October 2022: Hanrui Zhang Lab
What is the main focus of your lab?
We are interested in the role of macrophages in cardiometabolic diseases. The main areas of research in the laboratory include: (1) Functional genomics and mechanistic studies of candidate genes and genetic variants inspired by human genome-wide association studies of cardiometabolic traits. (2) Unbiased CRISPR screening to discover novel regulators of macrophage function, in particular macrophage efferocytosis, and investigate their roles in homeostasis and diseases, including atherosclerosis. (3) Disease modeling and functional genomic studies in human iPSC-derived macrophages
How long have you had your lab? When did you join Columbia University?
I started my lab in July 2018.
How big is your lab currently?
For now, we have two postdoctoral scientists and two research specialists. We also have Master students and undergraduate students.
Where is your lab located?
P&S 10-401 – it’s an open space for the Cardiometabolic Genomics Program.
What are the most exciting projects/directions in the lab at this moment?
Our CRISPR screening has identified a number of novel regulators of macrophage efferocytosis with striking phenotypes and surprising mechanisms. We are also working on functional genomic screens to systematically connect variants to functions for all coronary artery disease GWAS loci that will reveal new candidate causal genes for mechanistic studies and translation.
What are the biggest accomplishments that your lab recently had?
There are many and it is hard to say which one is the biggest. I would say it has been really rewarding and fun to watch everyone in the lab making amazing progress every single year.
What are the model systems that your lab is using?
We use transgenic mice as the model systems in our research.
What are the key techniques that your lab is using? Are you open to training scientists from other labs?
We have extensive experience in working with and manipulating monocytes and macrophages, e.g. knockdown, knockout, overexpression, CRISPR gene editing, iPSC-macrophage differentiation, and all kinds of cellular assays. We also have expertise in functional genomics techniques, e.g. bulk and single-cell transcriptomics, genome-wide CRISPR screening. We have established workflows for data analyses that are available on our lab webpage. We are more than happy to collaborate and help with macrophage-related assays, CRISPR screens, and analyses of functional genomic data (as listed https://hanruizhang.github.io/zhanglab/4_Resources.html).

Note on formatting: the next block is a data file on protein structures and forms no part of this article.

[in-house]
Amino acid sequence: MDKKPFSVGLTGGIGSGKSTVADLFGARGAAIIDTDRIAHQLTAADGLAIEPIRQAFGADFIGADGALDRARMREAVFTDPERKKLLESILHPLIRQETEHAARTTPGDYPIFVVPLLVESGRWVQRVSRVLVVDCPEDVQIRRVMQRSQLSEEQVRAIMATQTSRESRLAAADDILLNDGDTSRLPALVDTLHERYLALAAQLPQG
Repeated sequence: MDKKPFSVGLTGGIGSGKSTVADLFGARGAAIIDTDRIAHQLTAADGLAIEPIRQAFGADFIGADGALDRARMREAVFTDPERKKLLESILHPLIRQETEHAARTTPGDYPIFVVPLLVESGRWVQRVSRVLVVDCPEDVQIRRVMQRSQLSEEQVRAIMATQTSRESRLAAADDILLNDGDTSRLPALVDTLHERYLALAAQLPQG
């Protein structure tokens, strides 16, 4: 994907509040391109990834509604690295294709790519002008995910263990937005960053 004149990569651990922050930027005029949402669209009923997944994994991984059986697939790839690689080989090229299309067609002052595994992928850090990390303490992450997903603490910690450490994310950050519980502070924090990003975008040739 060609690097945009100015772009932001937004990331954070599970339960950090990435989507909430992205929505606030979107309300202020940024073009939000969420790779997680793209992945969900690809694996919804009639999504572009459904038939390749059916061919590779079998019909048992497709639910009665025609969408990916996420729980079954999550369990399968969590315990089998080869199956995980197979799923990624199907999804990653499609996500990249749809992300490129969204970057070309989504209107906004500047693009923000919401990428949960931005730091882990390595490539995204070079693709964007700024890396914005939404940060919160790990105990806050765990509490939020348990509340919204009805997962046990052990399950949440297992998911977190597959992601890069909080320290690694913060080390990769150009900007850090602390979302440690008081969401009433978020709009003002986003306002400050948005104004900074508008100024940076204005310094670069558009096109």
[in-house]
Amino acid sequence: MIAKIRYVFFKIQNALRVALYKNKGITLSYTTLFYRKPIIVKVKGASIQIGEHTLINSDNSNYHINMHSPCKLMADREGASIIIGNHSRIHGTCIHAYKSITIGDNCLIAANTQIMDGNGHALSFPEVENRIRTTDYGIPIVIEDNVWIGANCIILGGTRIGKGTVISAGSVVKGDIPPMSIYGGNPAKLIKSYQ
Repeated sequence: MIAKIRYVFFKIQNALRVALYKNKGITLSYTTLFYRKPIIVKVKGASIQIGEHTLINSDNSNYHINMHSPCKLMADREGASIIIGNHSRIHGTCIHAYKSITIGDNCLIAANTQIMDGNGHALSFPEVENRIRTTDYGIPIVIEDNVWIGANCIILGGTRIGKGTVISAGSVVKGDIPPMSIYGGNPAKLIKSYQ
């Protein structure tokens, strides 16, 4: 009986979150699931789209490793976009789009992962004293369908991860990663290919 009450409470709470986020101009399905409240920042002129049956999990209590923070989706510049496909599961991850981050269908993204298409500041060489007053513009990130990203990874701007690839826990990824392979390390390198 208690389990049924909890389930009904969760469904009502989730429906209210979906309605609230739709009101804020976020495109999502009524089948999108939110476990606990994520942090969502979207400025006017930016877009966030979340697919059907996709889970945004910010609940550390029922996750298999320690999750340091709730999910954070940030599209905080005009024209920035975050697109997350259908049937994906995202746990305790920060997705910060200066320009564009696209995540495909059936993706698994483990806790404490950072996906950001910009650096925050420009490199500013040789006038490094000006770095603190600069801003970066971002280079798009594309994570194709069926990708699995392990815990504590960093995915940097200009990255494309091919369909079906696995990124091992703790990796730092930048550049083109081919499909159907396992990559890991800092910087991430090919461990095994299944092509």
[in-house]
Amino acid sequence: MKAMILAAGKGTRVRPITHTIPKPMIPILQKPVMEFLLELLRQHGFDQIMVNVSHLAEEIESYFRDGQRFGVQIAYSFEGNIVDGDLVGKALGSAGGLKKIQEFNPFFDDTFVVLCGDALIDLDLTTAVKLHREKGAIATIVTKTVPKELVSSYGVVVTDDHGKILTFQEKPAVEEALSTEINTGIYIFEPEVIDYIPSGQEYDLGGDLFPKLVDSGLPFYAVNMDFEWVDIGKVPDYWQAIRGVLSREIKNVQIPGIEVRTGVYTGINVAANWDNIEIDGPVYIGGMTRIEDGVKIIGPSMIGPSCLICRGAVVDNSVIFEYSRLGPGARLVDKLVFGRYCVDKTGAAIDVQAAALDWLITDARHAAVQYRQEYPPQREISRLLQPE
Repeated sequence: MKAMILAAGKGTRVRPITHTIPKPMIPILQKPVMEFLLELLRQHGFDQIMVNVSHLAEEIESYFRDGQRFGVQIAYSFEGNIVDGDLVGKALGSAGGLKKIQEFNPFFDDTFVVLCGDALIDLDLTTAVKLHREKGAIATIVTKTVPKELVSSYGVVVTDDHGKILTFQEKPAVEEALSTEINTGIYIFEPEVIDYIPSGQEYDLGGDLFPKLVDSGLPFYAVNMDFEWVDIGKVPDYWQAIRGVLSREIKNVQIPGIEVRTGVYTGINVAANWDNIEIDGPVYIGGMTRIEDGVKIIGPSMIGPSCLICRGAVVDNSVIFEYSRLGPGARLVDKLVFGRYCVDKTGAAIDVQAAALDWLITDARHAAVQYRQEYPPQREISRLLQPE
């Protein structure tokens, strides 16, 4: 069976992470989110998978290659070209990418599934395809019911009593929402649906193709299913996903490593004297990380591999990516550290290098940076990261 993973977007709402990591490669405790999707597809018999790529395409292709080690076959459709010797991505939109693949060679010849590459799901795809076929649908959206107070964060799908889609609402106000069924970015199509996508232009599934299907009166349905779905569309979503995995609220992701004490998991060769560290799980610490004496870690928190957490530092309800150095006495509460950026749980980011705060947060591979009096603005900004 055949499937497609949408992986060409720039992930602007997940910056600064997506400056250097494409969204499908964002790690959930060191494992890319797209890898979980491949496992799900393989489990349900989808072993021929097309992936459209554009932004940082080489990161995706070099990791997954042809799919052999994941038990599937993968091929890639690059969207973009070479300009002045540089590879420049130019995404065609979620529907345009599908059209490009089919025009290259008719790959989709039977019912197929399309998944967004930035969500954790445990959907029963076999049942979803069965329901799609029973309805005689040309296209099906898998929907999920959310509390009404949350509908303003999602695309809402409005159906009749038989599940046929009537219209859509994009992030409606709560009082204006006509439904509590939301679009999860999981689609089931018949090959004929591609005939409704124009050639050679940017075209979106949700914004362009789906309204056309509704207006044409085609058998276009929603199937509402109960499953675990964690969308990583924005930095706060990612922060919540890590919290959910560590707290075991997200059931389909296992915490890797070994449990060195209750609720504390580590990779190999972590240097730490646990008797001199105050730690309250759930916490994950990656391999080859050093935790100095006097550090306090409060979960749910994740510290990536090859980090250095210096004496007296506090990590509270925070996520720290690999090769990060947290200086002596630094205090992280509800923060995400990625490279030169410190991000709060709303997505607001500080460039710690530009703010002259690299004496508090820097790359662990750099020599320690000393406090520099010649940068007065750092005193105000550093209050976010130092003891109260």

What facilities or equipment does your lab absolutely rely upon? Do you use CSCI cores?
We rely on flow cytometry, microscopy, and high-content imaging a lot. We also perform transcriptomic and proteomics studies. The CSCI core is exemplary.
What's your best approach to mentoring trainees in the lab?
I try to share my own experiences, understand everyone’s motivations and challenges and provide support accordingly.
Who were your most influential mentors/role models in science and what did you learn from them?
Beyond science, I learned from my PhD mentor to always take it on and be fearless when exploring possibilities; I learned from my postdoctoral mentor to remain calm, seek and create synergy, and be honest and authentic.
What would be your career advice for students/postdocs?
To learn deeply, aim to finish strong, and celebrate wins (to keep momentum) and failures/problems (that often serve as opportunities for one to become more capable).
Are you accepting rotating students at the moment?
Yes, we provide training opportunities for both wet and dry bench skills.
How do members of your lab celebrate accomplishments?
Lunch, cake, coffee, and/or milk tea.
Does your lab have any fun traditions?
Summer BBQ, as many labs do!
What is the key to running a successful lab?
I think it is important to truly care (about people and science), and continuously learn and evolve. Also, PIs are probably almost always in the process of testing and demonstrating the success of strategies (and making changes as needed) because things are different at every stage, just like what everyone does for individual career development. So, remaining flexible and open-minded is also important.
What was the most exciting part about starting your new lab?
There are many exciting parts but I enjoyed seeing stories unfold and people grow. It is also particularly exciting when our work contributed to the knowledge of the scientific community.